Ever wonder who the first trick shooter was? It wasn’t Annie Oakley, she used a gun and there were great archers long before a gun was invented. It wasn’t even Robin Hood, though his skills were reputed to be the stuff of absolute legends. Nor was it the lefthanded slingers of the tribe of Benjamin the Bible tells us could hit individual hairs with their stones. While all of them were fantastic shooters, they were not the originals. That honor goes to a fish that maxs out at sixteen inches in length. I am of course referring to the archerfish.
Archerfish are unique fresh and brackish water fishes. No other fish is known to undertake the behavior that an archerfish does. Native to southeast Asia, India, and Sri Lanka, the archerfish got its name from its habit of playing an archer. It squirts water from its mouth. This would not be a big deal except that it is aimed at insects on leaves and branches overhanging the water. They can do this with incredible accuracy and hit moving targets while they themselves are moving. They perform complicated trigonometry and even potentially calculus in their heads to fire a burst of water droplets that produces almost six times the power of a vertebrate muscular contraction at ranges of over five feet above water. This pretty much dooms any insect hit by the stream.
It fires this stream from its mouth but it does not take in the water through its mouth. Instead, it forms its mouth and tongue into a channel shape and then forces water through its gills and expels that water from its mouth. The water it expels travels faster at the end of the stream than at the beginning. This means the stream gradually turns into a fast traveling ball of water that lands on its target. The implication here is that the archerfish must be able to precisely judge the range to the target and the pressure it must put on its jet in order to reach the target precisely at the right moment so that the entire blob hits it. That is fairly complicated physics, but the archerfish does it in its head.
Part of how the archerfish does this is through its fantastic vision. Its eyes enable it to take into account the refraction of the light as it passes through the surface of the water. They also enable the archerfish to detect prey against the backdrop of plants and branches overhanging the water. Doing all this demands eyes constructed to see both in the water and in the air, two very different mediums. It turns out that the rods and cones in the eye cells of an archerfish are arranged in just the right way so that they function well in both the air and the water.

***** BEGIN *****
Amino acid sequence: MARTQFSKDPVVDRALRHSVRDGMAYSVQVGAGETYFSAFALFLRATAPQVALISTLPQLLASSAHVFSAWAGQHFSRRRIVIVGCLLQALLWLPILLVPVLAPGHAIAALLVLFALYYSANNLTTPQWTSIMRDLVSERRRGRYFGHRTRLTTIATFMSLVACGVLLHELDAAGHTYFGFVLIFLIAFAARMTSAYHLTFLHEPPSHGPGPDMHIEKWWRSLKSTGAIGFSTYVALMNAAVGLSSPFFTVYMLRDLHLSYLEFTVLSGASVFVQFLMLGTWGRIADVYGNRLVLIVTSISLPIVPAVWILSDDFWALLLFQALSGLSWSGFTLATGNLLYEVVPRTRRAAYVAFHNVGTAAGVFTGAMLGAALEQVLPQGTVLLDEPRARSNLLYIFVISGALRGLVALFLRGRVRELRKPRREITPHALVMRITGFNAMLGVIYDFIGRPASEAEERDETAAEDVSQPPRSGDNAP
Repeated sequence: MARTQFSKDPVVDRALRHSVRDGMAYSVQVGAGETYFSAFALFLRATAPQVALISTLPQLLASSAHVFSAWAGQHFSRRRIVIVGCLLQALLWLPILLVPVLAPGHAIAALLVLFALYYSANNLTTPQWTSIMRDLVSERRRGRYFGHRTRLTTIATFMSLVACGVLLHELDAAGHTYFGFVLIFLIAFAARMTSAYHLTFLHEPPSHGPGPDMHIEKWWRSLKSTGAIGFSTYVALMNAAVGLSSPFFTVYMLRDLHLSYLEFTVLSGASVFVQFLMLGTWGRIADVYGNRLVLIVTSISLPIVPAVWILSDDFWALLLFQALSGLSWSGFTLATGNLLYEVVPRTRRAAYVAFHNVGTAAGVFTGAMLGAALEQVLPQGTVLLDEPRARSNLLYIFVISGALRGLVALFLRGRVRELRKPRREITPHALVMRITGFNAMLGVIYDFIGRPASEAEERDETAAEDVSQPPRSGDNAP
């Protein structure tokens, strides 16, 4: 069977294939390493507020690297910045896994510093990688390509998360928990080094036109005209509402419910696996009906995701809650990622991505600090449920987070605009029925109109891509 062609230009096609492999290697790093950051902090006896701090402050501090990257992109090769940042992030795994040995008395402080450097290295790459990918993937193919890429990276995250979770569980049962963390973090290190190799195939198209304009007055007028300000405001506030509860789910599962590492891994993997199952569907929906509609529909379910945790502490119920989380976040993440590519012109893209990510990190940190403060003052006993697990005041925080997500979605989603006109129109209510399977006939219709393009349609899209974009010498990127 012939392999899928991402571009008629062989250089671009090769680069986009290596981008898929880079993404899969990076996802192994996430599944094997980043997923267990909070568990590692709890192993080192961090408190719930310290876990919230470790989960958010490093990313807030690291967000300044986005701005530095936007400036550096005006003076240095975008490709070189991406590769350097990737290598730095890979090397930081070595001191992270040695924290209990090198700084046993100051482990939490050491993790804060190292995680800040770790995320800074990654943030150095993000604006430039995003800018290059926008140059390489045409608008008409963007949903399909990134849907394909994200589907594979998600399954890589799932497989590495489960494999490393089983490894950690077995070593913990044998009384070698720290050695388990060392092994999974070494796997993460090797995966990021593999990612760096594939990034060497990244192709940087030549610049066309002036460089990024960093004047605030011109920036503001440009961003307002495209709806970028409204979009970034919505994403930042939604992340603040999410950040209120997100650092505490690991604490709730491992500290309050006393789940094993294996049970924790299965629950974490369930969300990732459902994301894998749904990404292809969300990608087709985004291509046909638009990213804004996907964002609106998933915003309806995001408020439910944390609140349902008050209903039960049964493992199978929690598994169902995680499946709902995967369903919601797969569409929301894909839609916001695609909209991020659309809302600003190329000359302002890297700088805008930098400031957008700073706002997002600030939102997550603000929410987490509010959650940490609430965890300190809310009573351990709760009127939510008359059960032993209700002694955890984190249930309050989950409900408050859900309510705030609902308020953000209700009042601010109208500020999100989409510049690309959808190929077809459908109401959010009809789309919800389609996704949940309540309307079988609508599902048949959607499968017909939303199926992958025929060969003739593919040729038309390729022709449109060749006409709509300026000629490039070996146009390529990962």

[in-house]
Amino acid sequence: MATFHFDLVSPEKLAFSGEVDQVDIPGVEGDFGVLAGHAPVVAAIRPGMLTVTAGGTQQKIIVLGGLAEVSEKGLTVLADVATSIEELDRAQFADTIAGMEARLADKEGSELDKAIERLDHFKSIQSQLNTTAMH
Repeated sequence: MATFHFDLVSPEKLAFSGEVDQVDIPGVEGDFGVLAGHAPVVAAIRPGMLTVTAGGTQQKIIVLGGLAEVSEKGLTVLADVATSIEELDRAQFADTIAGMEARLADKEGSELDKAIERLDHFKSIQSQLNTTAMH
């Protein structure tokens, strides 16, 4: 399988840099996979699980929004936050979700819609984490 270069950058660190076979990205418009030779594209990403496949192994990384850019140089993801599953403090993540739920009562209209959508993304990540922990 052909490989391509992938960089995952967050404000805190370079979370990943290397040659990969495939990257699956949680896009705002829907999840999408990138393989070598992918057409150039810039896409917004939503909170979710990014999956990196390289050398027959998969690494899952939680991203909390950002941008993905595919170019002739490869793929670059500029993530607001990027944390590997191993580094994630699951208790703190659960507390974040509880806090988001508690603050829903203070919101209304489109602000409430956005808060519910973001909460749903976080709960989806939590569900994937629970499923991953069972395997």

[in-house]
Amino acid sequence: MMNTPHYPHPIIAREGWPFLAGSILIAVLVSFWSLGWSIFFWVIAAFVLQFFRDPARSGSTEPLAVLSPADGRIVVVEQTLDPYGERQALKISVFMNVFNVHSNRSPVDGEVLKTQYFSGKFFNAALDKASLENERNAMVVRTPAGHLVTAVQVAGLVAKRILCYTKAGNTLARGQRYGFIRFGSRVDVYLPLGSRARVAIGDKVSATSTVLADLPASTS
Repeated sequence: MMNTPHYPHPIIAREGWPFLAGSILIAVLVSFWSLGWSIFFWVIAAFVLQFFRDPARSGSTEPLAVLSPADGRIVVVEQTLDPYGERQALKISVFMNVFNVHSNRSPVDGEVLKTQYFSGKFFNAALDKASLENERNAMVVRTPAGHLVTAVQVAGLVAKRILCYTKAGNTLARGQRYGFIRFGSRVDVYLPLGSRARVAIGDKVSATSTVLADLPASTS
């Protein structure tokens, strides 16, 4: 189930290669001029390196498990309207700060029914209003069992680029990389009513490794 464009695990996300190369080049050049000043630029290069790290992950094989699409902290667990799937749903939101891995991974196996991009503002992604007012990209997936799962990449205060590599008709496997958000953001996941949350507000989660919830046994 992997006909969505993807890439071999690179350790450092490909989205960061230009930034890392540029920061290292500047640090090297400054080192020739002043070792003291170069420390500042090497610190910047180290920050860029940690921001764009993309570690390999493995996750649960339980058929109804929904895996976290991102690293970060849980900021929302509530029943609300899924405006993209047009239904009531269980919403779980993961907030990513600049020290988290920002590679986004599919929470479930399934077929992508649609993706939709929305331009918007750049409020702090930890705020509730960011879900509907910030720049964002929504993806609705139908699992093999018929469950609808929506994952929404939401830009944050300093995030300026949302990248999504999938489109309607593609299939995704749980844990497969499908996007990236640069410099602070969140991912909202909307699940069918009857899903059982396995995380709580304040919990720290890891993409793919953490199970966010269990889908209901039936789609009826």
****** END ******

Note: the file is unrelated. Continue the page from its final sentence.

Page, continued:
Archerfish are somewhat social, living in schools of dozens of individuals. They are not sexually dimorphic. The genders look identical. When spawning takes place, over 3000 eggs are dropped at once. They rise to the surface and hatch about a half day later. The newly hatched fry instinctively know how to shoot their jet stream of water. They receive no parental care and will quickly starve unless it is able to hunt. Even as fry, archerfish have a range of over half a foot.
The archerfish causes incredible problems for the evolutionist. It does this in a lot of different ways. It does physics, calculus, and trigonometry in its head from birth. How did it learn to do that? Many extremely intelligent people struggle to perform calculus on paper, let alone in their heads. The archerfish brain is not tiny, but it is certainly not anywhere close to the size of the humans. How can it do this?
Further, the archerfish is able to precisely tune its jet of water to the distance and trajectory of the target. It can do this from anywhere between a 45 and 110-degree angle with a high rate of accuracy. How does it know to do this? Where did the information come from? And how do the fry know how to produce this jet of water? They never saw their parents do it, nor did anyone teach them how to do it. Yet they know how to do it instinctively. How do they even know they have the ability to do it? These are questions evolutionists cannot answer.
Then there is the issue of its eyes. The archerfish eyes are precisely constructed to see clearly through both the air and the water and are able to see insects camouflaged in the branches and leaves. These eyes are ideally designed for the archerfish lifestyle. Coincidence? Not a chance. The archerfish eyes point to an omnipotent God who designed the archerfish for its lifestyle. Evolutionists have no explanation for the origin of the archerfish.
The archerfish is not an issue for creationists. While it may not have eaten insects prior to the fall, the water jet would function equally well to knock small seeds, petals and leaves into the water for the consumption of the school of archerfish. The archerfish is clearly designed for what it does, and evolution has no explanation for it. Creation by a loving God is a much more reasonable explanation for the archerfish.